It is late March in Rovaniemi, Lapland and there’s still snow up to your waist. There is not much sign of the approaching summer – lakes and other waterways are still covered in a thick layer of ice. Nevertheless, if you listen very carefully, you can hear the dripping sounds made by the thawing ice. But, it’s not the sunshine that’s thawing the ice, rather a hot sauna stove – welcome to the Ice Sauna.
People living in today’s urban surroundings are increasingly seeking counterbalance for their hectic lives. The new tourism trend “meet the locals” is becoming extremely popular and this has been noticed by Seppo Jänkälä from the Rovaniemi village of Narkaus. Nowadays, he has increasing numbers of tourists visiting his cottage on the shores of Lake Narkausjärvi. “We have had folk here this winter from Austria and Germany and other nations”, tells Seppo.
The interest in Seppo’s cottage milieu is because of his favourite pastime that made him create the Ice Sauna. Now there is no need to be simply interested, as the Ice Sauna can now be tried and tested for real.
“This is the second time I have built this Ice Sauna. Experience from last winter made me install roof insulation and I reduced the size of the sauna from fourteen cubic metres down to ten. This ensures enough stove heating power for even the hottest of sauna bathing”, Seppo tells.
In the beginning, the concept of an Ice Sauna seemed a little extraordinary, but also fascinating. The first thing that comes to mind is how extreme heat and extreme cold come together. Why does the sauna not melt when the stove is on?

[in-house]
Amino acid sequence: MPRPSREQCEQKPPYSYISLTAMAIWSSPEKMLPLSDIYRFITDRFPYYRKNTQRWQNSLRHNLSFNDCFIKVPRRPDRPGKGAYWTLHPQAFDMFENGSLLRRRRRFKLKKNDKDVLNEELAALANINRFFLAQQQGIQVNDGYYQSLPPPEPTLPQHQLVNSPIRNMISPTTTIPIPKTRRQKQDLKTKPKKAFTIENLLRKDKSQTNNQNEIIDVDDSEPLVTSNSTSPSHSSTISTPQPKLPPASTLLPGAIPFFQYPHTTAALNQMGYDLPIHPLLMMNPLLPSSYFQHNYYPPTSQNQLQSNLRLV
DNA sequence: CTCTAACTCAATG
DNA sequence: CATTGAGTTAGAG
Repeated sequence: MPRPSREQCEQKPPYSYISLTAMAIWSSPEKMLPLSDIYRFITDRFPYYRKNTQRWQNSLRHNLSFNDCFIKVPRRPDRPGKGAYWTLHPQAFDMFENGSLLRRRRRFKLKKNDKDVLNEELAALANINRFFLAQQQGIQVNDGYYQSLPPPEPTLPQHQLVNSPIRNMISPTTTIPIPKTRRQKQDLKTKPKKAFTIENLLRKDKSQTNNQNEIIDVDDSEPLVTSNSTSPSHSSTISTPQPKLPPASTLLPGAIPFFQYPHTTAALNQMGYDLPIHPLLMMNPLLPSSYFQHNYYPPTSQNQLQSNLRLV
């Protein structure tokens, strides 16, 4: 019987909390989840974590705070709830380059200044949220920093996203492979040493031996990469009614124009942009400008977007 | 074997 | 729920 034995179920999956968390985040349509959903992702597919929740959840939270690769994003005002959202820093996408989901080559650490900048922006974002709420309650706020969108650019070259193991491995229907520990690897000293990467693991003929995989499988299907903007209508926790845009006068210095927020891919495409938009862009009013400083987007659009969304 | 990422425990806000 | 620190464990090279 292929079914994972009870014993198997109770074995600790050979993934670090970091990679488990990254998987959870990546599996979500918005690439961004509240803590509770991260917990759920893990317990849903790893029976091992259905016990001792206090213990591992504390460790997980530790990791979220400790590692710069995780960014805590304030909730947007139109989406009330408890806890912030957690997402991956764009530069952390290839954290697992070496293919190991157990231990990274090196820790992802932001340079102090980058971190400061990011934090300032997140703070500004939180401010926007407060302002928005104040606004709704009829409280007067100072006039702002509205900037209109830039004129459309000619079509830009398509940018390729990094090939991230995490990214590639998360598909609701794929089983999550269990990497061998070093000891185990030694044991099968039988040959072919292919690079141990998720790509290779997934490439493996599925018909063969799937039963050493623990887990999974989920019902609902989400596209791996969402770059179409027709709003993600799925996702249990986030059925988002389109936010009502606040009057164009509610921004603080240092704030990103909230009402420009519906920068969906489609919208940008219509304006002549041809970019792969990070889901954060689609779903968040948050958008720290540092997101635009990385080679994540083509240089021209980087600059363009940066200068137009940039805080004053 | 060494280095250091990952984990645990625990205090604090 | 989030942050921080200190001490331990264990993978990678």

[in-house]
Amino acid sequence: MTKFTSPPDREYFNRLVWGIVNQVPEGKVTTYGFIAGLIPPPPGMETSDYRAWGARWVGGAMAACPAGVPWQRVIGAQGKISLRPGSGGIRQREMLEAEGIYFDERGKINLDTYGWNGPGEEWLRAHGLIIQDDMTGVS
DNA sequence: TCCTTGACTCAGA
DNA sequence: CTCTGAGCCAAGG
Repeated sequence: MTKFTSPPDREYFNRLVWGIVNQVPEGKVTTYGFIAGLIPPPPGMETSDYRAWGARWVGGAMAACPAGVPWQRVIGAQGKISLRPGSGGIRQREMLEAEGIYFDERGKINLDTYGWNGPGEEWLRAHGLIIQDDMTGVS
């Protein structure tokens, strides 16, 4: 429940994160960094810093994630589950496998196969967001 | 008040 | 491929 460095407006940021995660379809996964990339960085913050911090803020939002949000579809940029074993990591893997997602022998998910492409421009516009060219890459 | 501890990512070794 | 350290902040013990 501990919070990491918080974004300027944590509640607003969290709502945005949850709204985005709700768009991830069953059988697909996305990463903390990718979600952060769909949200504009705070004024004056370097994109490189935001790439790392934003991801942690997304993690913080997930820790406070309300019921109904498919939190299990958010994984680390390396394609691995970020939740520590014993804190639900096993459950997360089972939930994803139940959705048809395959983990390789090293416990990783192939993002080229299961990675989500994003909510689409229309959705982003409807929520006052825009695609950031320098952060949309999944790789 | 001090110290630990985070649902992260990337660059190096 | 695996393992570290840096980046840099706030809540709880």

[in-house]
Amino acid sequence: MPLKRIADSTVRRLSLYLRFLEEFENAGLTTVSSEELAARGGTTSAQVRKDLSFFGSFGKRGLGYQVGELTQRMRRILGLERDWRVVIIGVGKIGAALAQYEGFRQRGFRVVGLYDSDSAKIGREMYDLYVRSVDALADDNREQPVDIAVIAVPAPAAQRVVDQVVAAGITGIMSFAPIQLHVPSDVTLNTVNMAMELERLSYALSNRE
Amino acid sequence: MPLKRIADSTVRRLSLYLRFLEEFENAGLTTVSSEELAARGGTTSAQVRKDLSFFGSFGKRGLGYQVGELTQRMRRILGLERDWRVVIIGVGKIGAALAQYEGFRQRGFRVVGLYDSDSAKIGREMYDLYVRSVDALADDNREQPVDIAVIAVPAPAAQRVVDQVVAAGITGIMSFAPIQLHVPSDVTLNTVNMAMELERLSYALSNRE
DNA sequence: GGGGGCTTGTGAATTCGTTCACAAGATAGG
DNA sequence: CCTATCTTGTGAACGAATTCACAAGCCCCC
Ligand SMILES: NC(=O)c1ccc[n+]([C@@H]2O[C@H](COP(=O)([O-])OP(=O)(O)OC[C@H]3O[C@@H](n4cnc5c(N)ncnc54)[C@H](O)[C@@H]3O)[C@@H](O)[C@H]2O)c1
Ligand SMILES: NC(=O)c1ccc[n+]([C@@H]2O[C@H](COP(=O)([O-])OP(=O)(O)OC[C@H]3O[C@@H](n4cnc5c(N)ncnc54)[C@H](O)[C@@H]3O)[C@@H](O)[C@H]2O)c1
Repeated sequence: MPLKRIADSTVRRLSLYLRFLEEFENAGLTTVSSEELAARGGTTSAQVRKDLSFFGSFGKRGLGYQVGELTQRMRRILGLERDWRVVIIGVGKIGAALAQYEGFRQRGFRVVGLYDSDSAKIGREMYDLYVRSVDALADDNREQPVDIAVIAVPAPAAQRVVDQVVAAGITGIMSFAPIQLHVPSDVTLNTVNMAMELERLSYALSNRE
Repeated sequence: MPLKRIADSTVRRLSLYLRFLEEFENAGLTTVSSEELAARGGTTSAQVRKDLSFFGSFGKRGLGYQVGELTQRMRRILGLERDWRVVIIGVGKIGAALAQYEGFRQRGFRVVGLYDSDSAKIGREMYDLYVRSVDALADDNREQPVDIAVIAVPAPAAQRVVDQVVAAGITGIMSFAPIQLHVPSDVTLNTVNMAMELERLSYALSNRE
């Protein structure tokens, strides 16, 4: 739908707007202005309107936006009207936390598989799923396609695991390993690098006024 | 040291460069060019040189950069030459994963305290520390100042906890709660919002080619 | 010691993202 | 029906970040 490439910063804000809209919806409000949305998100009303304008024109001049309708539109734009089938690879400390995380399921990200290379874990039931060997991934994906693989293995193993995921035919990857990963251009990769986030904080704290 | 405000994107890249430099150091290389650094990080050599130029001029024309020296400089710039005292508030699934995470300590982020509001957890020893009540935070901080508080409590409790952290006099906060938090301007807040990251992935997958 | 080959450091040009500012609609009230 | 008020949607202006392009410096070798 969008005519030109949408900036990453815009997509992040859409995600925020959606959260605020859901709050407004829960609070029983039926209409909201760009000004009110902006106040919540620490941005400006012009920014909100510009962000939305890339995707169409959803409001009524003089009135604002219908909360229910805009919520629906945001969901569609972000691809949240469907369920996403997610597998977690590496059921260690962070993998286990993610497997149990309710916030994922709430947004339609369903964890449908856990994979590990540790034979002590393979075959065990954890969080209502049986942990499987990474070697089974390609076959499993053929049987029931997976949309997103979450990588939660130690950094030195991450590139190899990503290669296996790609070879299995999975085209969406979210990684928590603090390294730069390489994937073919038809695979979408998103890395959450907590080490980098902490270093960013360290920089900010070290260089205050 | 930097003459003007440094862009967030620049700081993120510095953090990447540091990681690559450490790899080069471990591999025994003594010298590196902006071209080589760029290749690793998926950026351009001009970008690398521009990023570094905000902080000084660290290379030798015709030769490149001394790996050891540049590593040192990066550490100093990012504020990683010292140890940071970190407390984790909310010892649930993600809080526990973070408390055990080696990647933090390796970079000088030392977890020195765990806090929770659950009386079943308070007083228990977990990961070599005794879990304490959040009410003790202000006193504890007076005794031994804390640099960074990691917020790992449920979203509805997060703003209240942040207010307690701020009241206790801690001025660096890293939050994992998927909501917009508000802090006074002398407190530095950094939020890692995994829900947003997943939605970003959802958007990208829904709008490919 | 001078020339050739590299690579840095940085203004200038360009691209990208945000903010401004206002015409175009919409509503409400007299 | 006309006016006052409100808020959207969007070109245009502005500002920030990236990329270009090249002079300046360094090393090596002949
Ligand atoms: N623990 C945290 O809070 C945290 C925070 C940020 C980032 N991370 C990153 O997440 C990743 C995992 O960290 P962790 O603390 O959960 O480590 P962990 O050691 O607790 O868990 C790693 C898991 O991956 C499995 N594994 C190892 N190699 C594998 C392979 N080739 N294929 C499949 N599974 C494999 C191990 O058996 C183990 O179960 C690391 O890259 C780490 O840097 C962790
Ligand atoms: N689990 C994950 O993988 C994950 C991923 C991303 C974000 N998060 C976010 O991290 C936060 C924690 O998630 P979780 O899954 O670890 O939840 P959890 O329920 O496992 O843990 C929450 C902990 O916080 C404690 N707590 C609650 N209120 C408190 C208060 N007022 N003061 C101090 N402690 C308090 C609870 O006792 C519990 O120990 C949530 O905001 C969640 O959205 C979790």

“I have built this sauna from ice elements that I have myself cut out of the frozen Lake Narkausjärvi. Ice used in construction needs to be durable. As bathing in the sauna doesn’t take that long, the ice only thaws a little before quickly freezing once again as the sauna cools down”, reveals Seppo.
If you watch the video below, you can see just how humid the Ice Sauna steam is, making it feel a bit more like a steamy Turkish bath. The immediate proximity of both hot and cold makes the sauna experience unique.
Where did you get the idea for building an Ice Sauna?
Seppo Jänkälä is a very traditional Laplander. Already upon arriving at his Lake Narkausjärvi cottage milieu, you can sense some madcap inventor lives there. You get the feeling that Seppo is full of wild and wonderful ideas.
“I am currently retired, so I have plenty of time for other pastimes. I recently attended an ice and snow construction course, and since we live in these conditions, why wouldn’t I build an Ice Sauna? I have the know-how. This much I can tell, I will be building yet another Ice Sauna next year, as my wife has given me permission to do so”, Seppo giggles.
Seppo’s Ice Sauna on the shores of Lake Narkausjärvi in Rovaniemi is a once-in-a-lifetime experience not to be missed. At the moment, the sauna and the Lappish kota shelter are not in commercial use, but it can be experienced using the “meet the locals” concept by contacting the Narkaus Village Activists or us at LaplandNews.
Check the video below to see what bathing in the Ice Sauna on the shores of Lake Narkausjärvi looks like.
Translation: Peter Culley